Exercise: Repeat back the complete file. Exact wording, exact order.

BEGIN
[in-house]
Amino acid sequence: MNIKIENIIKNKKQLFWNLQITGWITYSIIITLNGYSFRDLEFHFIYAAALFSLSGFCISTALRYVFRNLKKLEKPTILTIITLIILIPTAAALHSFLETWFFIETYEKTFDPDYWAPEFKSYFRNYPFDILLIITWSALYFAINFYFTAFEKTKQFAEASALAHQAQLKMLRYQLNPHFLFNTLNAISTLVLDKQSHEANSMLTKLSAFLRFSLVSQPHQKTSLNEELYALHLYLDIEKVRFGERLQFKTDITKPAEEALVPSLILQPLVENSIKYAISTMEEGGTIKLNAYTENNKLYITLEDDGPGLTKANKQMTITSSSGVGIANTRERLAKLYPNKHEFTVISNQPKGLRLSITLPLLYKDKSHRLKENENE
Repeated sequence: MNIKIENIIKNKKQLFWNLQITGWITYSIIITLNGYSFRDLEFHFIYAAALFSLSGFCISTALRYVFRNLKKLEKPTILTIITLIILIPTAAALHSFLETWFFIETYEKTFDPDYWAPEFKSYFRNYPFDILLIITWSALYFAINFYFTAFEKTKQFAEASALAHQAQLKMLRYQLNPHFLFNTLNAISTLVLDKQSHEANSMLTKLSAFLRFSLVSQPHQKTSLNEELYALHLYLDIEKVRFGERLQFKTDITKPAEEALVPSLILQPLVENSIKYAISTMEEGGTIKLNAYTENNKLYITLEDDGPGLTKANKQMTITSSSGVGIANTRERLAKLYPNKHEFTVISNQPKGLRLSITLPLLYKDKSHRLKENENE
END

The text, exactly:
[in-house]
Amino acid sequence: MNIKIENIIKNKKQLFWNLQITGWITYSIIITLNGYSFRDLEFHFIYAAALFSLSGFCISTALRYVFRNLKKLEKPTILTIITLIILIPTAAALHSFLETWFFIETYEKTFDPDYWAPEFKSYFRNYPFDILLIITWSALYFAINFYFTAFEKTKQFAEASALAHQAQLKMLRYQLNPHFLFNTLNAISTLVLDKQSHEANSMLTKLSAFLRFSLVSQPHQKTSLNEELYALHLYLDIEKVRFGERLQFKTDITKPAEEALVPSLILQPLVENSIKYAISTMEEGGTIKLNAYTENNKLYITLEDDGPGLTKANKQMTITSSSGVGIANTRERLAKLYPNKHEFTVISNQPKGLRLSITLPLLYKDKSHRLKENENE
Repeated sequence: MNIKIENIIKNKKQLFWNLQITGWITYSIIITLNGYSFRDLEFHFIYAAALFSLSGFCISTALRYVFRNLKKLEKPTILTIITLIILIPTAAALHSFLETWFFIETYEKTFDPDYWAPEFKSYFRNYPFDILLIITWSALYFAINFYFTAFEKTKQFAEASALAHQAQLKMLRYQLNPHFLFNTLNAISTLVLDKQSHEANSMLTKLSAFLRFSLVSQPHQKTSLNEELYALHLYLDIEKVRFGERLQFKTDITKPAEEALVPSLILQPLVENSIKYAISTMEEGGTIKLNAYTENNKLYITLEDDGPGLTKANKQMTITSSSGVGIANTRERLAKLYPNKHEFTVISNQPKGLRLSITLPLLYKDKSHRLKENENE